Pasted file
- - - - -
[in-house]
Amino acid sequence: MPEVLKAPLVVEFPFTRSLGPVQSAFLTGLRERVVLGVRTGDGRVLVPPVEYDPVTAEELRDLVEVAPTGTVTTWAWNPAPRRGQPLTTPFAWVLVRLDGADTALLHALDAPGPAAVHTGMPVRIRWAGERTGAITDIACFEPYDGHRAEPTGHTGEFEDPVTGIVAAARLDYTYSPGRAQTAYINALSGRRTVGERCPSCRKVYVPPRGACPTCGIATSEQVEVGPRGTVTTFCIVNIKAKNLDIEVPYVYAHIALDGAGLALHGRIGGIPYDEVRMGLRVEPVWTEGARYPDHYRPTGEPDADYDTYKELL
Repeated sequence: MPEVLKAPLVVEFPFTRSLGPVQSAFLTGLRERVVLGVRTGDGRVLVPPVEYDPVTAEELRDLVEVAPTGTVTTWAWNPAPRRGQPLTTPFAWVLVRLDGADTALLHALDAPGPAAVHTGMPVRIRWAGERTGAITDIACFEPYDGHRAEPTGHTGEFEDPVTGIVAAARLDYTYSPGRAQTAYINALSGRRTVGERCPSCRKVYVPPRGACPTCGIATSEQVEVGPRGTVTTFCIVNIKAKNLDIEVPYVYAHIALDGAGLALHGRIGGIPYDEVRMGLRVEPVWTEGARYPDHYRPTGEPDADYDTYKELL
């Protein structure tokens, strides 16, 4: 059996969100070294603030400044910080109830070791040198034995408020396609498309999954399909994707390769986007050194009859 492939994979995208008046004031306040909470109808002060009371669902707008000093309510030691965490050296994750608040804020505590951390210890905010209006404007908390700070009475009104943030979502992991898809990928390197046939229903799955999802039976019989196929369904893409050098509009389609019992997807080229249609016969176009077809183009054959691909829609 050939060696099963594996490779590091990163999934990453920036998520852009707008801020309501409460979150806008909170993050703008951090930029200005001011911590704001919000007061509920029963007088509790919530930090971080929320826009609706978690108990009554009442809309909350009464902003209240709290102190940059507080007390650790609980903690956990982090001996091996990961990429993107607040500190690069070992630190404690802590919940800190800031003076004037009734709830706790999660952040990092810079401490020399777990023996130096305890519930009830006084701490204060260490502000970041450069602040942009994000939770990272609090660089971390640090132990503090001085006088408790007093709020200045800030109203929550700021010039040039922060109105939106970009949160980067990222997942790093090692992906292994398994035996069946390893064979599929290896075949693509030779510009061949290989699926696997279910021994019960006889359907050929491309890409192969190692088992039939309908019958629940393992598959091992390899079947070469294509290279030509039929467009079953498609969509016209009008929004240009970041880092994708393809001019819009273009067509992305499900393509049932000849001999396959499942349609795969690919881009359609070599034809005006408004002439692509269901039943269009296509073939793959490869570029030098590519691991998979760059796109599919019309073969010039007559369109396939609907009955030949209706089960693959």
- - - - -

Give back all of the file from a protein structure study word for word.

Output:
[in-house]
Amino acid sequence: MPEVLKAPLVVEFPFTRSLGPVQSAFLTGLRERVVLGVRTGDGRVLVPPVEYDPVTAEELRDLVEVAPTGTVTTWAWNPAPRRGQPLTTPFAWVLVRLDGADTALLHALDAPGPAAVHTGMPVRIRWAGERTGAITDIACFEPYDGHRAEPTGHTGEFEDPVTGIVAAARLDYTYSPGRAQTAYINALSGRRTVGERCPSCRKVYVPPRGACPTCGIATSEQVEVGPRGTVTTFCIVNIKAKNLDIEVPYVYAHIALDGAGLALHGRIGGIPYDEVRMGLRVEPVWTEGARYPDHYRPTGEPDADYDTYKELL
Repeated sequence: MPEVLKAPLVVEFPFTRSLGPVQSAFLTGLRERVVLGVRTGDGRVLVPPVEYDPVTAEELRDLVEVAPTGTVTTWAWNPAPRRGQPLTTPFAWVLVRLDGADTALLHALDAPGPAAVHTGMPVRIRWAGERTGAITDIACFEPYDGHRAEPTGHTGEFEDPVTGIVAAARLDYTYSPGRAQTAYINALSGRRTVGERCPSCRKVYVPPRGACPTCGIATSEQVEVGPRGTVTTFCIVNIKAKNLDIEVPYVYAHIALDGAGLALHGRIGGIPYDEVRMGLRVEPVWTEGARYPDHYRPTGEPDADYDTYKELL
């Protein structure tokens, strides 16, 4: 059996969100070294603030400044910080109830070791040198034995408020396609498309999954399909994707390769986007050194009859 492939994979995208008046004031306040909470109808002060009371669902707008000093309510030691965490050296994750608040804020505590951390210890905010209006404007908390700070009475009104943030979502992991898809990928390197046939229903799955999802039976019989196929369904893409050098509009389609019992997807080229249609016969176009077809183009054959691909829609 050939060696099963594996490779590091990163999934990453920036998520852009707008801020309501409460979150806008909170993050703008951090930029200005001011911590704001919000007061509920029963007088509790919530930090971080929320826009609706978690108990009554009442809309909350009464902003209240709290102190940059507080007390650790609980903690956990982090001996091996990961990429993107607040500190690069070992630190404690802590919940800190800031003076004037009734709830706790999660952040990092810079401490020399777990023996130096305890519930009830006084701490204060260490502000970041450069602040942009994000939770990272609090660089971390640090132990503090001085006088408790007093709020200045800030109203929550700021010039040039922060109105939106970009949160980067990222997942790093090692992906292994398994035996069946390893064979599929290896075949693509030779510009061949290989699926696997279910021994019960006889359907050929491309890409192969190692088992039939309908019958629940393992598959091992390899079947070469294509290279030509039929467009079953498609969509016209009008929004240009970041880092994708393809001019819009273009067509992305499900393509049932000849001999396959499942349609795969690919881009359609070599034809005006408004002439692509269901039943269009296509073939793959490869570029030098590519691991998979760059796109599919019309073969010039007559369109396939609907009955030949209706089960693959």